WASHINGTON (Reuters) - The critical partnership between intelligence agencies in the United States and Pakistan is under serious strain.
Relations between the U.S. Central Intelligence Agency and the Inter-Services Intelligence Directorate, Pakistan’s principal spy unit, have long been buffeted by tensions over the Pakistani agency’s links to militant groups opposed to Pakistan’s historical enemy, India. U.S. authorities believe some of these groups are linked to anti-American militants, including al Qaeda and the Taliban.
Now, ties between spies in Washington and Islamabad are approaching a nadir, according to half a dozen U.S. officials involved in foreign policy and counterterrorism. They spoke to Reuters about the issue on condition of anonymity due to the sensitivity of the subject.
“We may be in a bit of a trough at the moment,” said a U.S. official who follows the issue closely.
The officials, who are familiar with U.S. military and intelligence operations in the region, say several factors have contributed to a deterioration in the U.S.-Pakistani intelligence relationship over the past year.
One sore point is the Pakistani government’s reluctance to expand Pakistani military operations against militants beyond the tribal region of South Waziristan into neighboring North Waziristan, a safe haven for anti-American militants.
The U.S. officials interviewed by Reuters said they also remained concerned that elements of ISI continue to back militants who, if not directly involved in operations against U.S. forces in Afghanistan, may be providing shelter and other support for anti-American Taliban and al Qaeda operatives.
The officials said they regard with increasing seriousness allegations by a convicted American suspect, David Headley, who accused ISI of involvement in the November 2008 commando attack by Pakistani militants on civilian targets in Mumbai, India.
U.S. intelligence experts had hoped that the head of the ISI, General Ahmed Shuja Pasha, and his mentor, Pakistani Army chief General Ashfaq Kayani, would dramatically curb ISI dealings with militants. But they have been disappointed by the Pakistani officials’ performance.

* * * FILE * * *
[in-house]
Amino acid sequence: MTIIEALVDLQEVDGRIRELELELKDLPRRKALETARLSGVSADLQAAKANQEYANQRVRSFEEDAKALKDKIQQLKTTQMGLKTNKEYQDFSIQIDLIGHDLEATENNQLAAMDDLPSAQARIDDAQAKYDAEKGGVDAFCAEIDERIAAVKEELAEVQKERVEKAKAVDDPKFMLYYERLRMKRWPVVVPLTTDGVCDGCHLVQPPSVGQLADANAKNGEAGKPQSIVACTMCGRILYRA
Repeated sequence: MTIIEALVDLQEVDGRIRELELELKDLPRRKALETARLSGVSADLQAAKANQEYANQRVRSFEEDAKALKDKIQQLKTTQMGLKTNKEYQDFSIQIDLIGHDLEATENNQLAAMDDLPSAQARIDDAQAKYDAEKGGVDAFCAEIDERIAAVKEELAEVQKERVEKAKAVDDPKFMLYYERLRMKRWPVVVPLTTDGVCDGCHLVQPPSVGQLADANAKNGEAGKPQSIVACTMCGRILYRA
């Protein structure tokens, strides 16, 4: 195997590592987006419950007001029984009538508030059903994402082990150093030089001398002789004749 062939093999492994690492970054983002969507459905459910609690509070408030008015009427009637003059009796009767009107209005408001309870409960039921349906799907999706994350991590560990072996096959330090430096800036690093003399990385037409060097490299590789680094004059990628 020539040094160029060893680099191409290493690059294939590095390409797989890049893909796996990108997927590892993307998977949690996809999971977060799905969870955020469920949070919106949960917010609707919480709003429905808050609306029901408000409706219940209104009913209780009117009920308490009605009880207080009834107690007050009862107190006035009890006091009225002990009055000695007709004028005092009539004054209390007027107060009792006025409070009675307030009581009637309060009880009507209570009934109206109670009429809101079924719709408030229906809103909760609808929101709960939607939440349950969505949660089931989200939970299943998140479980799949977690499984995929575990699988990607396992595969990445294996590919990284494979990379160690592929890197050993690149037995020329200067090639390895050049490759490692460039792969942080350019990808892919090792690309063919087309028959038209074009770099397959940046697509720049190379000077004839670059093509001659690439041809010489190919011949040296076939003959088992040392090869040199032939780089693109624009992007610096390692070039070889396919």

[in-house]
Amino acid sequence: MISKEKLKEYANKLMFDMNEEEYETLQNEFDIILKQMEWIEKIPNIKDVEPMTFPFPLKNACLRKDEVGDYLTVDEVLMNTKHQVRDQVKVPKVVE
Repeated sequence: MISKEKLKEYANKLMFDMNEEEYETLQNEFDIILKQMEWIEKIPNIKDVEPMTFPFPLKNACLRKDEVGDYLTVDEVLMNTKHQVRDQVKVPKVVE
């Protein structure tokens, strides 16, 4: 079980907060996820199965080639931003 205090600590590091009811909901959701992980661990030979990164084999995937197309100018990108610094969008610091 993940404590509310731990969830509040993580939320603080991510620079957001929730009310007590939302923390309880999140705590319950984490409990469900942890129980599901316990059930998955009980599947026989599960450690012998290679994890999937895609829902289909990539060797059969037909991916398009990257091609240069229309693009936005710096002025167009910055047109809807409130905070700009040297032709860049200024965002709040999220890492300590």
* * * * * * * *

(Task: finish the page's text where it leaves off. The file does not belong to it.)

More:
Some of the U.S. officials complained that their ISI contacts have been less than candid in explaining their agency’s continuing involvement with militants.
They said the relationship between ISI and their U.S. counterparts hit a low point when the CIA was forced to withdraw its top officer in Pakistan late last year after his name was published by Pakistani media.
A U.S. official who formerly worked with ISI on counter-terrorism operations said to his knowledge no such leak had previously occurred, even though ISI was well aware of the identities of CIA operatives working in Pakistan. The leak of the operative’s name is regarded by U.S. intelligence officials as a serious breach of trust.
The U.S. officials said they believed elements of ISI leaked the CIA station chief’s identity in retaliation for the filing of three lawsuits in federal court in Brooklyn, New York by families of Mumbai attack victims.
The suits allege that ISI’s Pasha and other agency operatives were involved with Lashkar e Taiba (LeT), an anti-India militant group, in planning and orchestrating the attacks.
James Kreindler, a lawyer for the attack victims, told Reuters he had served legal papers on the ISI chief and other defendants in Pakistan. Pakistan’s government has said it will “strongly contest” the litigation.
A spokesman for the Pakistani embassy in Washington denied any problems in the relationship between the ISI and the CIA.
“It’s absolutely baseless to assume that ISI-CIA relations are under stress. To the contrary, their relations have expanded, improved and are at their best ever,” he said in an email.
George Little, a CIA spokesman, said: “Naturally, the CIA values strong engagement with our Pakistani counterparts, especially as we work together in the fight against al-Qaeda and other terrorist groups who threaten our country and theirs.”
Some U.S. officials say that while U.S.-Pakistan intelligence relationship now may be greatly strained, tensions between the reluctant partners ebb and flow in cycles.
“The intelligence partnership between Pakistan and the United States is fraught with complexity,” one American official said.
The official said that while the relationship had “gone through a bit of a sine wave of relative ups and downs,” over time, “those shifts have become less dramatic.”
Counter-terrorism experts say that the U.S. and Pakistani intelligence services are too dependent on each other to allow current strains to deteriorate to a breaking point.
“In any type of shotgun marriage, there are ups and downs,” said Roger Cressey, a former counterterrorism adviser to Presidents Bill Clinton and George W. Bush. “This is a low period that the relationship will weather.”
Editing by Ross Colvin and Eric Walsh